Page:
So really the only reason to own a pistol caliber is if you care about not putting as many holes through your wall like if you live in an apartment building, or for mag and caliber commonality, which i think is dumb. Just buy half as much of each ammo. AR mags are dirt cheap at 10 mags for $90. Whereas 30 round pistol mags are super pricey.
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Old September 4, 2012, 04:23 PM   #59
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So really the only reason to own a pistol caliber is if you care about not putting as many holes through your wall like if you live in an apartment building
And once more.....the idea that pistol rounds penetrate less than a defensive 5.56 round is false, and has been proven false many times.
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Old September 4, 2012, 04:57 PM   #60
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Originally Posted by allaroundhunter
And once more.....the idea that pistol rounds penetrate less than a defensive 5.56 round is false, and has been proven false many times.
Then that leaves the only reason to own a pistol caliber carbine as mag and caliber commonality. Perhaps noise although all will be very loud. Recoil from a 9mm rifle would be very light, but a .223 ar15 isn't bad either.

Ammo price is cheaper for 9mm, but .223 ammo is about the same price as .45acp and .40sw. That's all FMJ though, if i were shooting someone with FMJ, i'd want the most bullet energy possible and the .223 also has the advantge of tumble and yaw creating more damage with 3x the bullet energy over 45acp or .40sw.

Granted ammo price is negligible when buying in small quantities for home defense. Most would buy hollow point anyways. But some like to actually practice with their weapons too.
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Old September 4, 2012, 05:58 PM   #61
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Originally posted by gggplaya: Then that leaves the only reason to own a pistol caliber carbine as mag and caliber commonality. Perhaps noise although all will be very loud. Recoil from a 9mm rifle would be very light, but a .223 ar15 isn't bad either.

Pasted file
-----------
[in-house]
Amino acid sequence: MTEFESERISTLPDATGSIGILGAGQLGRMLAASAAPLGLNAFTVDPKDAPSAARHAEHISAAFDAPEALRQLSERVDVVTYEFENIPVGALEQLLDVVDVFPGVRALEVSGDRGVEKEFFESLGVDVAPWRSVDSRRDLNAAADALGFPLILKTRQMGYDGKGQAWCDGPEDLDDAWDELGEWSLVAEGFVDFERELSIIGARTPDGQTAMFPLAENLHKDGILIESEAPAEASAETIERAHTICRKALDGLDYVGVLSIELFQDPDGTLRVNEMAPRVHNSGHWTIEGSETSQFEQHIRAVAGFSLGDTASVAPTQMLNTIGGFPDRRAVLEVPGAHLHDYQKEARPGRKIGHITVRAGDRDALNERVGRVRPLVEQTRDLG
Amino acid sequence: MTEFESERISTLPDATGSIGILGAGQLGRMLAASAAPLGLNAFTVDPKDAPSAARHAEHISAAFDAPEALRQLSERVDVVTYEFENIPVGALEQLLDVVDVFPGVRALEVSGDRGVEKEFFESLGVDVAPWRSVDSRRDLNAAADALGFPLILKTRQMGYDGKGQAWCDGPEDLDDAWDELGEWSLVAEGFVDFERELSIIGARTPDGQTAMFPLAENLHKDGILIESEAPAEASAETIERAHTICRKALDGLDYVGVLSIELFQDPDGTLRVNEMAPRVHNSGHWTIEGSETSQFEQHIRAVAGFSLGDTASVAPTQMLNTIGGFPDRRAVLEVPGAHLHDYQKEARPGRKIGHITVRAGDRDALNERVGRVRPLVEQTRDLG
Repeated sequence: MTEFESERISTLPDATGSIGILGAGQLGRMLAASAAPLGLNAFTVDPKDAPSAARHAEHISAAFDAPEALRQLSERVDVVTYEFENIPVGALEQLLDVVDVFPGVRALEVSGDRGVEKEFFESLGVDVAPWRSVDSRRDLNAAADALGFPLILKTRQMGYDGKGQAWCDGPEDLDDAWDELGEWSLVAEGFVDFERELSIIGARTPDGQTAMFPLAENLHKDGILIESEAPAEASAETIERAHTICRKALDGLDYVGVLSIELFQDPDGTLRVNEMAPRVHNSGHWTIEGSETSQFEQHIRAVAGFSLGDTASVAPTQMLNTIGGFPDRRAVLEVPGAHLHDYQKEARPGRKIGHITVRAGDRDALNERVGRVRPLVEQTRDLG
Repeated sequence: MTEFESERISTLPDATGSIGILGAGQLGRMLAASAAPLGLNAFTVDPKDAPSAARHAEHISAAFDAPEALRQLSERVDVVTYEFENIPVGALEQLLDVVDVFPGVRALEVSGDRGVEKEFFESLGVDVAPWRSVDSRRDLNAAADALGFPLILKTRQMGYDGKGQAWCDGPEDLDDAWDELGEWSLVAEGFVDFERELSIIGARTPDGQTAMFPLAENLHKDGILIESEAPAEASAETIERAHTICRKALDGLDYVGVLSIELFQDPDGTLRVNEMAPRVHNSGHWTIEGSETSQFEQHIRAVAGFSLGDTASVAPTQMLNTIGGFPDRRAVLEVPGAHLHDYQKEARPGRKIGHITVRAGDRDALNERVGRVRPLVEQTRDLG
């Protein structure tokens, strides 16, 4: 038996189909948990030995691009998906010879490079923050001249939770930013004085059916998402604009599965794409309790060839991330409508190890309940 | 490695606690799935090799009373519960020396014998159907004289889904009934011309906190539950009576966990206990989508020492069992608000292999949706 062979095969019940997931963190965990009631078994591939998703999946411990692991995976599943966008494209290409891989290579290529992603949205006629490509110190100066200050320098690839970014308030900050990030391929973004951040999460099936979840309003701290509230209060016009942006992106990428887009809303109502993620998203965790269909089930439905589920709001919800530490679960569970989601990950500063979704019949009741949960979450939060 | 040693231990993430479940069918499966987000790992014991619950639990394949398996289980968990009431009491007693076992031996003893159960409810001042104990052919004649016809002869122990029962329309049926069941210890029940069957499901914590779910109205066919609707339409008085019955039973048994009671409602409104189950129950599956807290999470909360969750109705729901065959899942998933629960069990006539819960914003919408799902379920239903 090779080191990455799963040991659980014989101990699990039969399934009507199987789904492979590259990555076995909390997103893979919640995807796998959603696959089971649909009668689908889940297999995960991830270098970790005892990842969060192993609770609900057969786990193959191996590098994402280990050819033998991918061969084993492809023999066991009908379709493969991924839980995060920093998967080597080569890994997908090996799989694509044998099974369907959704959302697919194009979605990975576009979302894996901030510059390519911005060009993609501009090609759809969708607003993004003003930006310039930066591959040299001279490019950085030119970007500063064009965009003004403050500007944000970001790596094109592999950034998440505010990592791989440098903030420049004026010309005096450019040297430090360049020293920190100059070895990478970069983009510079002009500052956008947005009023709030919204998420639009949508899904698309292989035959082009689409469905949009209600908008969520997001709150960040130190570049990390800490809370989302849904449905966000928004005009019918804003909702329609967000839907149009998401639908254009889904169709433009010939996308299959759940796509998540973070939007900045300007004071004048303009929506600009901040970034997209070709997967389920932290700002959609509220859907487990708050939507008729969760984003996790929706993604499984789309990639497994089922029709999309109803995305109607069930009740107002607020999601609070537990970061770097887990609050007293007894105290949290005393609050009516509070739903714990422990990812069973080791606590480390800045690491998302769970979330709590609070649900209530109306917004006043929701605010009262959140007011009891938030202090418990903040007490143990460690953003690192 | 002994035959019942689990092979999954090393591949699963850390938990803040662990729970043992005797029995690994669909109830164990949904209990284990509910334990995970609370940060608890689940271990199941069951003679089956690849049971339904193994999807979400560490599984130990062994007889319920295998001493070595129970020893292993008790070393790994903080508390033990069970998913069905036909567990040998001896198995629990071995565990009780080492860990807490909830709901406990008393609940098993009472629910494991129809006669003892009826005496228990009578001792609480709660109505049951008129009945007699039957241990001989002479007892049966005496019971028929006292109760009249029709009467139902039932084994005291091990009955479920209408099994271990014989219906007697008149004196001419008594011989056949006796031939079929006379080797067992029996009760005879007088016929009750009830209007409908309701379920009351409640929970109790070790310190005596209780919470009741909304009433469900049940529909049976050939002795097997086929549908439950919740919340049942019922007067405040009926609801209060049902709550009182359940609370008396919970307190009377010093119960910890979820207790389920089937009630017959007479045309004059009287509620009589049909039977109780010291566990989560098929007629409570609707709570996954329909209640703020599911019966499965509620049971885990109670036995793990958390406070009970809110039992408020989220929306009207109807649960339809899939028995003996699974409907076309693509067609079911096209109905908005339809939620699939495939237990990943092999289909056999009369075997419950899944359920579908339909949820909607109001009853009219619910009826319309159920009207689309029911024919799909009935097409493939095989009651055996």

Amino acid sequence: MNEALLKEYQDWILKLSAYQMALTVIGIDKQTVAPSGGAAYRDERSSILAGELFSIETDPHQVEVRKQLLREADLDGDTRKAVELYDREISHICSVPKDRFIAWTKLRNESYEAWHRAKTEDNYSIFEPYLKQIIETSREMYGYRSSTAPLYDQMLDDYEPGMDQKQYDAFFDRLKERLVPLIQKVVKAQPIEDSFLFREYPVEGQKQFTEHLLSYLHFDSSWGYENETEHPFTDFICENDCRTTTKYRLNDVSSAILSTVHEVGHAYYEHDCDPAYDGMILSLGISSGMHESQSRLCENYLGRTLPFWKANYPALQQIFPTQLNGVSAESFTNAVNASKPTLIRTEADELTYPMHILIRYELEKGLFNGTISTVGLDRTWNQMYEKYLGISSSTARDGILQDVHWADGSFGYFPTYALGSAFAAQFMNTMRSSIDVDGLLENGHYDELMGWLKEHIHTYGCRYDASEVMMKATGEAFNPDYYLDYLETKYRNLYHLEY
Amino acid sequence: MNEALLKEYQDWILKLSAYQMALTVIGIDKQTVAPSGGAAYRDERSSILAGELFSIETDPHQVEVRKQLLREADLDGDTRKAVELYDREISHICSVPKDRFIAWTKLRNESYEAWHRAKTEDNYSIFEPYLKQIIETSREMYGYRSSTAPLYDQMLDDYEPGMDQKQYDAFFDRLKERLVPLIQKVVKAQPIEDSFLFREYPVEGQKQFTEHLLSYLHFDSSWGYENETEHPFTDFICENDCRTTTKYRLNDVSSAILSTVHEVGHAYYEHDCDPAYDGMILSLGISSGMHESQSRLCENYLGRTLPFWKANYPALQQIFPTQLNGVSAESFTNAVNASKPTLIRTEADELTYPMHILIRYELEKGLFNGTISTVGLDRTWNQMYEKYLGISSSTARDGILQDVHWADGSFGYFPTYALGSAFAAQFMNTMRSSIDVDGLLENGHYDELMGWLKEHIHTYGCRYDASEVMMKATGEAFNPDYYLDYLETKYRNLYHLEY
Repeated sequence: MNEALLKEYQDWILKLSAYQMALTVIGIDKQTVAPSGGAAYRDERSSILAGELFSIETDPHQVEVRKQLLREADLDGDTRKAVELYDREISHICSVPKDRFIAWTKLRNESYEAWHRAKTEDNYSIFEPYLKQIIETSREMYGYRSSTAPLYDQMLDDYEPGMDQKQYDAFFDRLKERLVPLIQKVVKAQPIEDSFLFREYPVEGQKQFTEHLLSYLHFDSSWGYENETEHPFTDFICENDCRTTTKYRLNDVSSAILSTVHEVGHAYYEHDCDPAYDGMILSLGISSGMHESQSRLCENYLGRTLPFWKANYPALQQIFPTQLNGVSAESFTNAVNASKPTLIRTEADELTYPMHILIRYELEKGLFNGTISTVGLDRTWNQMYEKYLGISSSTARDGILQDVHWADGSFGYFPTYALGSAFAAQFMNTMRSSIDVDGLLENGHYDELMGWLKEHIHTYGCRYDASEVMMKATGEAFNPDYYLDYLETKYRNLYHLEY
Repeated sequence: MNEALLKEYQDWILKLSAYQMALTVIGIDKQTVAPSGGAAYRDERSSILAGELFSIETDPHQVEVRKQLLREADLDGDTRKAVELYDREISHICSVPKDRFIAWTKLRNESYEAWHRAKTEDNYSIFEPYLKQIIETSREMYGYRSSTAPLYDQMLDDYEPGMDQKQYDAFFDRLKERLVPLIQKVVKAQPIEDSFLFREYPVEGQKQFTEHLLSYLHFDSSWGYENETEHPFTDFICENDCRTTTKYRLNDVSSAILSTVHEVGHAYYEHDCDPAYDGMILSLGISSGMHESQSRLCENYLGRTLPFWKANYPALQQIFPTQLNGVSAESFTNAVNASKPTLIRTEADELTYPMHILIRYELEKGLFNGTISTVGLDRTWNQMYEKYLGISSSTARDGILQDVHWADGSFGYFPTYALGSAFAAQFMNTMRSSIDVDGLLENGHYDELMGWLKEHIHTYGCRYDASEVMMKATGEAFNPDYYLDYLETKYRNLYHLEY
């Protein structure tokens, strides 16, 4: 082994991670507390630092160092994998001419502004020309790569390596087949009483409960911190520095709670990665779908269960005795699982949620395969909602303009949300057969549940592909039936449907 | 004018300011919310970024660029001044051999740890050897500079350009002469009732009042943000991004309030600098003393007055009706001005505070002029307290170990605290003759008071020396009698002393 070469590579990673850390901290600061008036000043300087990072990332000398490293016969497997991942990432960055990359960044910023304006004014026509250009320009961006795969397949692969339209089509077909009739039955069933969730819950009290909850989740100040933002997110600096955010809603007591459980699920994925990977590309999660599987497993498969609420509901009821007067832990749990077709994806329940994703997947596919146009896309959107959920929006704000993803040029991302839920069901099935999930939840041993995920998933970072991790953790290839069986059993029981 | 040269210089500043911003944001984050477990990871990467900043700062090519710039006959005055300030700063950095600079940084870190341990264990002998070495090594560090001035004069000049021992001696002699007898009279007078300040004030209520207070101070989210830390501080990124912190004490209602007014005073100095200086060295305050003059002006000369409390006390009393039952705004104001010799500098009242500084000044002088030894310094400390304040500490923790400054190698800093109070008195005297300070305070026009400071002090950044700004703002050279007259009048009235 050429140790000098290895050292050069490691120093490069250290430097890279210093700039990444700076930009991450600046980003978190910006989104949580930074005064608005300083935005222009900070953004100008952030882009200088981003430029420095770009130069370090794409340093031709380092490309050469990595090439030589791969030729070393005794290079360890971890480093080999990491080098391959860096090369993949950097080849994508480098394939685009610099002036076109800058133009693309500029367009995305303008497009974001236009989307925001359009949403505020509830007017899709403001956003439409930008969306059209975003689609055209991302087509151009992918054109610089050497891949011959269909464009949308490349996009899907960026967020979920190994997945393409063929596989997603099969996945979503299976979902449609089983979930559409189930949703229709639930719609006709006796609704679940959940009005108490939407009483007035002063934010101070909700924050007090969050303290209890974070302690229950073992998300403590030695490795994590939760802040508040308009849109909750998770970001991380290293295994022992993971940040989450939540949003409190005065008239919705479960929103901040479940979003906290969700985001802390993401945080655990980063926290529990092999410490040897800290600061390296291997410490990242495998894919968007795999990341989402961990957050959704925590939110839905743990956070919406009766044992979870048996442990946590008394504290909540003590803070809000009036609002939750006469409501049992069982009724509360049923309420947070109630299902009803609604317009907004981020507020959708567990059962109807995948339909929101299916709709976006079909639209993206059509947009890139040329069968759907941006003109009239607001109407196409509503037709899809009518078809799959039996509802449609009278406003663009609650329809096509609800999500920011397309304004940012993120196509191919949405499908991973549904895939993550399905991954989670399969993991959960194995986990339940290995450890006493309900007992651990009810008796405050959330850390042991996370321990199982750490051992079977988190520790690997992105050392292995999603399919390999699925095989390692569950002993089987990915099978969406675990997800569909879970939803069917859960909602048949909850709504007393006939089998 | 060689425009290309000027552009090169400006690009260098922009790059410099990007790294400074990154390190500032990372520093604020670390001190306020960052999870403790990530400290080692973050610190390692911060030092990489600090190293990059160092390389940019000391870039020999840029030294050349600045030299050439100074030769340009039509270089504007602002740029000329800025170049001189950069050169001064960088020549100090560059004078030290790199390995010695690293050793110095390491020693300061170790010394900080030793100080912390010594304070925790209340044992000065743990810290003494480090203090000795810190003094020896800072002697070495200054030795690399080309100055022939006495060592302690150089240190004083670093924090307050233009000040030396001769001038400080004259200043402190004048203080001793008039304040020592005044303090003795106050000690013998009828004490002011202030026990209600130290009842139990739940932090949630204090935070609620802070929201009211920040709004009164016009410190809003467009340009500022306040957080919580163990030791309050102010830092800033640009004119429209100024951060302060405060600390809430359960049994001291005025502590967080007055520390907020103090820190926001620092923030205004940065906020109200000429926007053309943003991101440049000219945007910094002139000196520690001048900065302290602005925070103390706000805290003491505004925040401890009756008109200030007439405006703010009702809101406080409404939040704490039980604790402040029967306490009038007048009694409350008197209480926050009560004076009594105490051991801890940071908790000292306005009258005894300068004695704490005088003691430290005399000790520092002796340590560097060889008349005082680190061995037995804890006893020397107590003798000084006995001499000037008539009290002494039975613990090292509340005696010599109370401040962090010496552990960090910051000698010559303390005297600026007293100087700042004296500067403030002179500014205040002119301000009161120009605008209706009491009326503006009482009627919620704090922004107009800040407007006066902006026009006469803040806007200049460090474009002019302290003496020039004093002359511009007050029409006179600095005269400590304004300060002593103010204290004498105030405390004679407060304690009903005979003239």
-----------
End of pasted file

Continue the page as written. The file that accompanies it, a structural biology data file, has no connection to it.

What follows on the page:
Not quite true. One state comprises over 13% of the US population and that same state has some serious restrictions on what we can and can not own. AR's are a fixed 10 round proposition. Bullet button mag. releases aren't the quickest to reload with either. However, any legal semiautomatic pistol caliber carbine can be reloaded much quicker even if you are restricted to 10 round mag.s. In an urban / suburban location 200 yards is most likely a much longer shot than you should be taking. Even in a SHTF situation a pistol caliber carbine that is available to you with the ability to recharge quickly is not a serious handicap.

As far as hitting power is concerned, a 44 Mag. carbine is no slouch and only gives up longer range to any 223. You are more ammo limited but the power is there.

When it all boils down, you need to look at the totality of the situation. Some people can't use a handgun effectively. Some locations don't allow evil black rifles and have mag. capacity restrictions. Some people can't handle the kick of a 12 gauge. Some places don't require 500 yard shots. Etc. Etc.
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Old September 4, 2012, 07:00 PM   #62
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I forgot about Komifornia. In that case i'd own a beretta CX4 or a sub2000 that takes glock mags. You are limited because i can't think of any rifle caliber carbine that wouldn't require a bullet button.

But .44 mag, that's too rich for my blood to practice with.
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Old September 4, 2012, 07:32 PM   #63
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Ruger carbines, Marlin Camp series, 30M1, just to name a few do not require BB. If it doesn't have a "pistol grip" or thumb hole sporter stock, it probably does not require a BB.

Edit: You are forgiven the oversight...every one seems to want to forget us. We make up more than 1 in 8 people nationally (a large market share) but we are often taken for granted. Just also keep in mind the other folks in less than free states like N.J., Mass, Il., etc.; we're not the only ones with asinine laws to deal with.
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Old September 4, 2012, 09:49 PM   #64
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But .44 mag, that's too rich for my blood to practice with.
Related to that; are there any good 10mm carbines out there? Especially considering the handloading options, seems like that would a very capable platform, with a bit more reach than the more common 9/40/45 offerings. Since 10mm is often compared to 44 (well, 41mag, but close enough), it seems like it should be as capable as a big bore lever gun, while being mag-feedable.